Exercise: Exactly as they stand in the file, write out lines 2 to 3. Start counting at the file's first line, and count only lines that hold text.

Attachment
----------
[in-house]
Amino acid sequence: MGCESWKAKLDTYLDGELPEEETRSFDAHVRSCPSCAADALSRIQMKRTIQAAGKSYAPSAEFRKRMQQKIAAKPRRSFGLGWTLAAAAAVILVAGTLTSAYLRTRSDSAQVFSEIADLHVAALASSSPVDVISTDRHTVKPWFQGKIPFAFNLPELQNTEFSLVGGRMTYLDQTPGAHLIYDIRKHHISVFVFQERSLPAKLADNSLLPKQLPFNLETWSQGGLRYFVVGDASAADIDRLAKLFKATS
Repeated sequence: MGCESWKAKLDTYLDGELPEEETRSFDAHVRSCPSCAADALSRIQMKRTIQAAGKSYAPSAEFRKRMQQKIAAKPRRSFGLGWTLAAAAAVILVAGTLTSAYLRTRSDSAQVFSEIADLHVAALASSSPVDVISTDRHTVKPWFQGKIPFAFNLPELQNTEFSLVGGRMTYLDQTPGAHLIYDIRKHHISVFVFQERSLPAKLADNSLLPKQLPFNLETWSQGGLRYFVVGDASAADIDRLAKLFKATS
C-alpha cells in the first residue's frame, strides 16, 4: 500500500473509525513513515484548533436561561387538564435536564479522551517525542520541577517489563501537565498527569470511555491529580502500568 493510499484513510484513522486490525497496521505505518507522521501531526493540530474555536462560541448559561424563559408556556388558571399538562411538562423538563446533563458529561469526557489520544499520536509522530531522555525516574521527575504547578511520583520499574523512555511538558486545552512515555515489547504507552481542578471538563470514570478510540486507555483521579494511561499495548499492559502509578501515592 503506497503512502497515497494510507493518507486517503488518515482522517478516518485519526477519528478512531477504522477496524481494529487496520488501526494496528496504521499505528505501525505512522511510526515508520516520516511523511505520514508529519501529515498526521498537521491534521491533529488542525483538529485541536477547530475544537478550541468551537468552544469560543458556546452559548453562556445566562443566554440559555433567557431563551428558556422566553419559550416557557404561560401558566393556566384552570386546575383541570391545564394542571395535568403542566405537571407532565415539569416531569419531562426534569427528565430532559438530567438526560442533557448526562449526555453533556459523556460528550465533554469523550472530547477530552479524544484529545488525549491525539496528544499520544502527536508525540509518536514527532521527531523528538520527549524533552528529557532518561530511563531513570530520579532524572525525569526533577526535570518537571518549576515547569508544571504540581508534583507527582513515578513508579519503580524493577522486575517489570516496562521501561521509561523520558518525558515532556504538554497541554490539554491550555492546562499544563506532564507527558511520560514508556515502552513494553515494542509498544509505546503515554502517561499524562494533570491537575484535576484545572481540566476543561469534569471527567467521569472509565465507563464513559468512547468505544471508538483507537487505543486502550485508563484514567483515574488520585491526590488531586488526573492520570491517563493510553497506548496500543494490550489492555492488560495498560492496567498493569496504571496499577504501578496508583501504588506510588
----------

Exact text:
Amino acid sequence: MGCESWKAKLDTYLDGELPEEETRSFDAHVRSCPSCAADALSRIQMKRTIQAAGKSYAPSAEFRKRMQQKIAAKPRRSFGLGWTLAAAAAVILVAGTLTSAYLRTRSDSAQVFSEIADLHVAALASSSPVDVISTDRHTVKPWFQGKIPFAFNLPELQNTEFSLVGGRMTYLDQTPGAHLIYDIRKHHISVFVFQERSLPAKLADNSLLPKQLPFNLETWSQGGLRYFVVGDASAADIDRLAKLFKATS
Repeated sequence: MGCESWKAKLDTYLDGELPEEETRSFDAHVRSCPSCAADALSRIQMKRTIQAAGKSYAPSAEFRKRMQQKIAAKPRRSFGLGWTLAAAAAVILVAGTLTSAYLRTRSDSAQVFSEIADLHVAALASSSPVDVISTDRHTVKPWFQGKIPFAFNLPELQNTEFSLVGGRMTYLDQTPGAHLIYDIRKHHISVFVFQERSLPAKLADNSLLPKQLPFNLETWSQGGLRYFVVGDASAADIDRLAKLFKATS